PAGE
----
“There is an uphill resistance within the industry, but everyone I speak to loves the idea and wants to incorporate it within the business.”
Despite initial doubt, Chris believes that there is a change in attitude on show within the industry, whereby talking about problems is no longer a taboo.
“I think there has been a shift over the last couple of years. I know that talking about things to someone helps me – one of the key things is that when we talk about feelings, events and stories, we don’t tell it in a negative form; when we do that we are reinforcing that fact in a negative way, so we’re putting more harm on us.”
It’s not just plans of clients Chris draws up; he very much has his own future mapped out. He doesn’t speak with a hint of arrogance, merely the positivity of someone content with the path they are on.
“I visualise three goals. One of them is holding a retreat to Bali in January which I’m doing with my fiancée; the second is to work for the Tony Robbins companies as a coach; and the third goal is to have a six-storey office block near the sea in Australia – where it’s got a bar on the rooftop, and on a Friday afternoon we all have a beer. That’s ten years from now, but within five years I’ll be working across the world with multiple businesses running construction coaching across the world. It makes me smile.”
Here are Chris Fawcett’s seven top tips for construction workers:
1) Morning routine
Allow yourself at least five minutes every morning to think about all the amazing things in your life such as your wife, kids, house, car, pets, garden. Ideally, writing these down helps you focus on what to be grateful for. Also, writing down your BIG GOALS for the day and WHY – by having a reason to achieve your goals is everything, and getting excited about your goals gives you more drive to achieve them and absolutely smash your day!
Construction is often early mornings, late nights and can be strenuous on the body, but exercising has so many positive benefits – all of us should be trying to do something. This doesn’t mean everyone needs to go lift heavy weights; there are so many options of exercise that can even be done at home. A 10-15-minute HIIT (high intensity interval training) workout three times a week over a six-month period would have major benefits towards a worker’s physical and mental wellbeing. We have so many activities available to us such as walking, hiking, swimming, cycling, spinning, yoga, football, rugby – the list goes on. The main thing is we have options and not having enough time is not a good enough excuse anymore. People like The Body Coach (Joe Wicks) have revolutionised the fitness industry with quick, easy and nutritious recipes combined with fast and effective exercise.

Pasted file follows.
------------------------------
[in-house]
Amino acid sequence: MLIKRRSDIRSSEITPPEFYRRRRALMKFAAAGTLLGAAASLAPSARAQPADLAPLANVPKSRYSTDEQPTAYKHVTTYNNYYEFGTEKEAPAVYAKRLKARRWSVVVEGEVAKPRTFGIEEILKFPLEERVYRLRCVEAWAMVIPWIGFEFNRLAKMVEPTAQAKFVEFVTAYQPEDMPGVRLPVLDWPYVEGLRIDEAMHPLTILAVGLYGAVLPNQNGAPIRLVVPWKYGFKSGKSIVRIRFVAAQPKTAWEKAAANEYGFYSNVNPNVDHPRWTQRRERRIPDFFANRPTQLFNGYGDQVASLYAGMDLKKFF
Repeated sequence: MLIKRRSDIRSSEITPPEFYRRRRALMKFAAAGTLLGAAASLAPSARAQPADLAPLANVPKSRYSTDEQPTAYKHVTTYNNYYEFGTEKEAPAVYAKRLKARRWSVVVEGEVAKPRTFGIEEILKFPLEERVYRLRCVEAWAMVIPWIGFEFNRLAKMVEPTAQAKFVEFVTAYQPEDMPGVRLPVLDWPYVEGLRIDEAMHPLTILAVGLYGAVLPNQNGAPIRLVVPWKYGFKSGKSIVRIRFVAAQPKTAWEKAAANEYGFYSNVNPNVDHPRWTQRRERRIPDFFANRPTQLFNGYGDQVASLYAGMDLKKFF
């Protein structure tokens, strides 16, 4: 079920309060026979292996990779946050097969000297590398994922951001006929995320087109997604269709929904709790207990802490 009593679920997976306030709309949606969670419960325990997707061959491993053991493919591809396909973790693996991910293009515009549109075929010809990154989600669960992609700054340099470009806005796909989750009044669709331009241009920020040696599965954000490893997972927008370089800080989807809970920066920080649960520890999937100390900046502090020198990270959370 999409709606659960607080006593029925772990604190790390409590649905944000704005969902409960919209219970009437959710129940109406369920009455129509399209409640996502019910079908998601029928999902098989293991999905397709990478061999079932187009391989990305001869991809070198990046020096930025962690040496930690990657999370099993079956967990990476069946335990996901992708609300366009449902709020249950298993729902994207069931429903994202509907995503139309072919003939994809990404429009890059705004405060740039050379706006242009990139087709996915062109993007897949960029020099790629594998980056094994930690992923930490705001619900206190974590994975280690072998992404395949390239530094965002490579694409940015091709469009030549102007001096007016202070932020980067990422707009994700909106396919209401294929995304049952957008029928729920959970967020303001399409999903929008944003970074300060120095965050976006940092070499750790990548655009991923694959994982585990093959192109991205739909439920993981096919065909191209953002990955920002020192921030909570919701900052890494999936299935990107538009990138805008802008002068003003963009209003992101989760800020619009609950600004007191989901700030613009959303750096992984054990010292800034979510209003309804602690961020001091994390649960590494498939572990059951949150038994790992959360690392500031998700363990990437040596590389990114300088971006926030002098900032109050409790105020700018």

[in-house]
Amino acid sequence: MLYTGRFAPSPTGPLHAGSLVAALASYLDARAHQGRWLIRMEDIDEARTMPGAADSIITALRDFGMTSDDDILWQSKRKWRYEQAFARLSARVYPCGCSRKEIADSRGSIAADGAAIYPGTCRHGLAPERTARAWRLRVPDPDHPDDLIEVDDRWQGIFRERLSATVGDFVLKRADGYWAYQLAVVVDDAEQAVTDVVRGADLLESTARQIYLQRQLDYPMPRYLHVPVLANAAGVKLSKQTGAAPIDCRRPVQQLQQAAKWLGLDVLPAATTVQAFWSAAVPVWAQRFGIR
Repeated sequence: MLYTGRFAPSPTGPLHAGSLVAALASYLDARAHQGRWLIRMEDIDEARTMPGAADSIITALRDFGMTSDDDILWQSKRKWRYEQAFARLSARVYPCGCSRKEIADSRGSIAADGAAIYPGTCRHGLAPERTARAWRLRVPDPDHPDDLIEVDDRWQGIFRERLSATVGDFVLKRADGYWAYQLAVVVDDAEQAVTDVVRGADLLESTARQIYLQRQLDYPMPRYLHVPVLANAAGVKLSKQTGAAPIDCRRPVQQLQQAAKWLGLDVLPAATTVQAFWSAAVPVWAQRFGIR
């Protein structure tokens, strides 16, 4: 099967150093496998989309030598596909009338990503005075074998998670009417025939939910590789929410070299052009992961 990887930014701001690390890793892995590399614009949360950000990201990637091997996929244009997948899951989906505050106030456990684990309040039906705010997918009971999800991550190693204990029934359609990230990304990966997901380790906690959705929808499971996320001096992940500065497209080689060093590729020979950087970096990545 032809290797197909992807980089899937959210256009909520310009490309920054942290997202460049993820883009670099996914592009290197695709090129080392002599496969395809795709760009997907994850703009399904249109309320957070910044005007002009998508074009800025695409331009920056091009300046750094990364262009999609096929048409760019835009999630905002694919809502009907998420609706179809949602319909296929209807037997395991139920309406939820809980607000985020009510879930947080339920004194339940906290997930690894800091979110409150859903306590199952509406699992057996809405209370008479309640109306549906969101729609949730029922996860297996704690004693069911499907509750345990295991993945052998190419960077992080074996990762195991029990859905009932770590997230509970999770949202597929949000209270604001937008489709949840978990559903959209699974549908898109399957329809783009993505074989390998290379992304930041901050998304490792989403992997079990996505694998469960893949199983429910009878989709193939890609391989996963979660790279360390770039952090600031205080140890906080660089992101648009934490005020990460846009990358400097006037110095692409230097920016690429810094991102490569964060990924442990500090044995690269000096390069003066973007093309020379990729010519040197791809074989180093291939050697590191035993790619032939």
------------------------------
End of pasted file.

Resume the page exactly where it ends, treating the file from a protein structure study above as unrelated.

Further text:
3) A CAN-do attitude
Instead of saying ‘I can’t do that’, ask yourself ‘How can I do that?’ When we ask how to solve a problem, we start creating ideas and collectively we create even more ideas as a team. People often ask the question ‘Why can’t I do it?’ Whilst we are asking these types of questions, our brain will continually search for reasons not to be able to do it. Spend 90% of your time on the solution and 10% of your time on the problem – life will become much simpler!
4) Food is energy
The quality of the food and drink we consume provides us with the energy for life. If the food and drink that we consume regularly is of poor quality such as being high in saturated fat, high in sugar, high in aspartame (sugar free energy drinks), contains colourings/flavourings etc, this is going to give us poor unsustainable energy levels. Everyone loves a full English breakfast, but afterwards you feel sluggish, low on energy, tired and de-motivated. We then produce poor results, and when compounded over 5-10 years, can really harm our productivity, reputation, quality of work and career.
5) Enjoy what you do
Construction is an intense industry withgreat pressures put on the workforce. We choose how we feel about every situation; we can choose to be sad or happy with the click of a finger. If we try and enjoy our time at work, life can be truly transformed from trying to see the good in every situation. We spend on average 75% of our waking day at work. Wouldn’t life be amazing if you were smiling and enjoying life whilst you were there?
6) Believe in yourself
We all have unlimited potential within us to achieve anything we want. We put so many limits on ourselves on a day-day basis; everything in the world begins with an idea. The construction industry has so much potential and so many talented people within it. Believing in an idea, a plan, a strategy, a way of working or a new product could change the way the industry thinks. Think BIG and don’t let anyone else tell you otherwise, you can do it!
7) Night-time reading
Reading for 10-15 minutes before retiring to sleep can help switch the mind off from the day. Reading something positive, whether it be an autobiography, personal development book or educational (book), helps to reduce stress, increase brain power, improve creativity and has also been linked to a reduction in mild anxiety and depression.